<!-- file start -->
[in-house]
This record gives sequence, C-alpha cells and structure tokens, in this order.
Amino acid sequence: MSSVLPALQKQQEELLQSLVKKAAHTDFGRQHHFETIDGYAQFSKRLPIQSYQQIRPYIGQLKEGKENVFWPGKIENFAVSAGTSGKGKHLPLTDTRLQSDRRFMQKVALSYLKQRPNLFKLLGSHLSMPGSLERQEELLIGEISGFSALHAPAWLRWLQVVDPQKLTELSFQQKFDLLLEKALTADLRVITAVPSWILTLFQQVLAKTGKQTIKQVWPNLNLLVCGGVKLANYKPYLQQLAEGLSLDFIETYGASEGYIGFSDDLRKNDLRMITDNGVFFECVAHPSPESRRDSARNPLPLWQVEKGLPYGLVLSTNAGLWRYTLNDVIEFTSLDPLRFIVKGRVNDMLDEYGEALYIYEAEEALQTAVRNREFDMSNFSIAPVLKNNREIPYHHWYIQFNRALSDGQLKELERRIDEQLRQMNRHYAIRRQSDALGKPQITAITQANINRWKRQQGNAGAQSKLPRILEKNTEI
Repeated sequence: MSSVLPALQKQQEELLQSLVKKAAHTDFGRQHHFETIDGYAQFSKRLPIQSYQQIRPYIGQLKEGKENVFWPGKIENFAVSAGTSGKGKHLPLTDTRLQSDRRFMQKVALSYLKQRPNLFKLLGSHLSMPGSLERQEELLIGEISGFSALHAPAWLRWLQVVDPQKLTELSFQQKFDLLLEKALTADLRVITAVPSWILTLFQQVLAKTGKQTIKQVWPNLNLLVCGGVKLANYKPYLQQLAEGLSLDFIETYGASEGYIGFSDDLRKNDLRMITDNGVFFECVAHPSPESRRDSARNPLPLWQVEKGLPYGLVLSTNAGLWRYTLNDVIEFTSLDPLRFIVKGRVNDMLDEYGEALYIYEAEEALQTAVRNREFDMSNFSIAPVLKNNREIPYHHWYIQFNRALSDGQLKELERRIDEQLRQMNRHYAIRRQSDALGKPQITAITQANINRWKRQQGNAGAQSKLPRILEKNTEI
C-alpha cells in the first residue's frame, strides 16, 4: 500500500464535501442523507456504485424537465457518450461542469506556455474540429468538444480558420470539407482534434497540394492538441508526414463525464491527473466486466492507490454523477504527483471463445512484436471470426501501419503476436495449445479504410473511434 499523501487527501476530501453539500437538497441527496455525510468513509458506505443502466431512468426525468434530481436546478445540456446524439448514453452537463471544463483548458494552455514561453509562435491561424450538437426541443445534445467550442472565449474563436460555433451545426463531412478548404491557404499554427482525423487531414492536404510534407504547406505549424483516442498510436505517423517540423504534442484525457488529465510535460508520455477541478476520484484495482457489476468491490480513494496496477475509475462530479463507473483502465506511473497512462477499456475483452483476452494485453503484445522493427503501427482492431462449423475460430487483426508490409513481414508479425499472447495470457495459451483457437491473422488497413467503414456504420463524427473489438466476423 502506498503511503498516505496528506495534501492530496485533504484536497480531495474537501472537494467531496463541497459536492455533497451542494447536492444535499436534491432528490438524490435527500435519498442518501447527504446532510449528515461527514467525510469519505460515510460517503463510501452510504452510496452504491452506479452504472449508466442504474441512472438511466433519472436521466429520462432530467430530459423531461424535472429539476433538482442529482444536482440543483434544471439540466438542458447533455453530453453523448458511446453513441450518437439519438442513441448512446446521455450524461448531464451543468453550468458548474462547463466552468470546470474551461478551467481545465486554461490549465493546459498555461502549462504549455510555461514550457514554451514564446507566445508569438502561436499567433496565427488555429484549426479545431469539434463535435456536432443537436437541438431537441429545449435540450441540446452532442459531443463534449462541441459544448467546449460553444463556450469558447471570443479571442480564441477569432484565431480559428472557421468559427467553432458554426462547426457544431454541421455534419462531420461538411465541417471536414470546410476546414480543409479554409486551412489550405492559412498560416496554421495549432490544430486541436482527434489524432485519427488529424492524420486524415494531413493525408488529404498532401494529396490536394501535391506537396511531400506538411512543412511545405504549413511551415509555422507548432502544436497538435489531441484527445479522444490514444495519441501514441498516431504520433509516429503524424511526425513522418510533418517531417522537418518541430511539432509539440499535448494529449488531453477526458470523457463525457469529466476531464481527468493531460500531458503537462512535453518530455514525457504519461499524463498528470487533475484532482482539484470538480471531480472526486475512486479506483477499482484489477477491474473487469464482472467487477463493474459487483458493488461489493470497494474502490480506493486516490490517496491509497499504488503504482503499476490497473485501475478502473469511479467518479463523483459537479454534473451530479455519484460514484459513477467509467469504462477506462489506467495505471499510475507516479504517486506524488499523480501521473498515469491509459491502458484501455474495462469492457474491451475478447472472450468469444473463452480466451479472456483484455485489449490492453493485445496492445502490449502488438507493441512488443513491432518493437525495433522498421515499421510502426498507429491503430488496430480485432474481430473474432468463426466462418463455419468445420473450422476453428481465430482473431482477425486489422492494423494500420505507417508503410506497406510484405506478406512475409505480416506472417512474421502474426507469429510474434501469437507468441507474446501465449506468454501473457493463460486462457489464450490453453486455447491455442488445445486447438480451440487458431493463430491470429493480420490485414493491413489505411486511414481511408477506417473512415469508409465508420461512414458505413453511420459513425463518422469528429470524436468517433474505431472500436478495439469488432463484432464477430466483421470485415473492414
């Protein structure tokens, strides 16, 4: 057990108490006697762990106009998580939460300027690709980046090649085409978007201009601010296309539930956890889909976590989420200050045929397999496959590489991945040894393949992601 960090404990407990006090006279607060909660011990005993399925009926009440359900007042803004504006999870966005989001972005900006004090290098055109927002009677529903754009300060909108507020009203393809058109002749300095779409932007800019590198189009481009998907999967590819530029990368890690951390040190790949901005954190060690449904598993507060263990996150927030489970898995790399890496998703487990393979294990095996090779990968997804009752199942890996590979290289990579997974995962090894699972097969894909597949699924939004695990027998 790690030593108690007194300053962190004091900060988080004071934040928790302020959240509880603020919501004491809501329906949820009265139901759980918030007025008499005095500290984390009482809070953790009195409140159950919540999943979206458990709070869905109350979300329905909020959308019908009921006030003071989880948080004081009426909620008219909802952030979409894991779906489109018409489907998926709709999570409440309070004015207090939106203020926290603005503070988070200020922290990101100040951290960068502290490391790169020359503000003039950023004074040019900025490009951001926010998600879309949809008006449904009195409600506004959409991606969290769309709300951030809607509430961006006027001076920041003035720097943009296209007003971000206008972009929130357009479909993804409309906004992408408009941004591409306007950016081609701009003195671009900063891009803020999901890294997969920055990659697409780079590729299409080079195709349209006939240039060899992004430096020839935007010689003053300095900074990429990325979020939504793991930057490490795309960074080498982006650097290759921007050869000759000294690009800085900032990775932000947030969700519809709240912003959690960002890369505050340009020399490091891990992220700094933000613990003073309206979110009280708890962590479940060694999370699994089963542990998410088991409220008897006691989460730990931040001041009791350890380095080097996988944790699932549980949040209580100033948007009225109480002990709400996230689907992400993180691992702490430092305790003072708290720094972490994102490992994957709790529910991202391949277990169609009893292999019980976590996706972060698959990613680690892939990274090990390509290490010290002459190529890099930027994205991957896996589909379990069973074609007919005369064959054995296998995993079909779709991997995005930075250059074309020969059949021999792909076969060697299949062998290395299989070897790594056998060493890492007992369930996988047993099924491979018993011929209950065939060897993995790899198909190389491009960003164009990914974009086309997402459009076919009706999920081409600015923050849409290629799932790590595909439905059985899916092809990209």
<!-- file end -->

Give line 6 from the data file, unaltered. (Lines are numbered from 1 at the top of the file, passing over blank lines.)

């Protein structure tokens, strides 16, 4: 057990108490006697762990106009998580939460300027690709980046090649085409978007201009601010296309539930956890889909976590989420200050045929397999496959590489991945040894393949992601 960090404990407990006090006279607060909660011990005993399925009926009440359900007042803004504006999870966005989001972005900006004090290098055109927002009677529903754009300060909108507020009203393809058109002749300095779409932007800019590198189009481009998907999967590819530029990368890690951390040190790949901005954190060690449904598993507060263990996150927030489970898995790399890496998703487990393979294990095996090779990968997804009752199942890996590979290289990579997974995962090894699972097969894909597949699924939004695990027998 790690030593108690007194300053962190004091900060988080004071934040928790302020959240509880603020919501004491809501329906949820009265139901759980918030007025008499005095500290984390009482809070953790009195409140159950919540999943979206458990709070869905109350979300329905909020959308019908009921006030003071989880948080004081009426909620008219909802952030979409894991779906489109018409489907998926709709999570409440309070004015207090939106203020926290603005503070988070200020922290990101100040951290960068502290490391790169020359503000003039950023004074040019900025490009951001926010998600879309949809008006449904009195409600506004959409991606969290769309709300951030809607509430961006006027001076920041003035720097943009296209007003971000206008972009929130357009479909993804409309906004992408408009941004591409306007950016081609701009003195671009900063891009803020999901890294997969920055990659697409780079590729299409080079195709349209006939240039060899992004430096020839935007010689003053300095900074990429990325979020939504793991930057490490795309960074080498982006650097290759921007050869000759000294690009800085900032990775932000947030969700519809709240912003959690960002890369505050340009020399490091891990992220700094933000613990003073309206979110009280708890962590479940060694999370699994089963542990998410088991409220008897006691989460730990931040001041009791350890380095080097996988944790699932549980949040209580100033948007009225109480002990709400996230689907992400993180691992702490430092305790003072708290720094972490994102490992994957709790529910991202391949277990169609009893292999019980976590996706972060698959990613680690892939990274090990390509290490010290002459190529890099930027994205991957896996589909379990069973074609007919005369064959054995296998995993079909779709991997995005930075250059074309020969059949021999792909076969060697299949062998290395299989070897790594056998060493890492007992369930996988047993099924491979018993011929209950065939060897993995790899198909190389491009960003164009990914974009086309997402459009076919009706999920081409600015923050849409290629799932790590595909439905059985899916092809990209």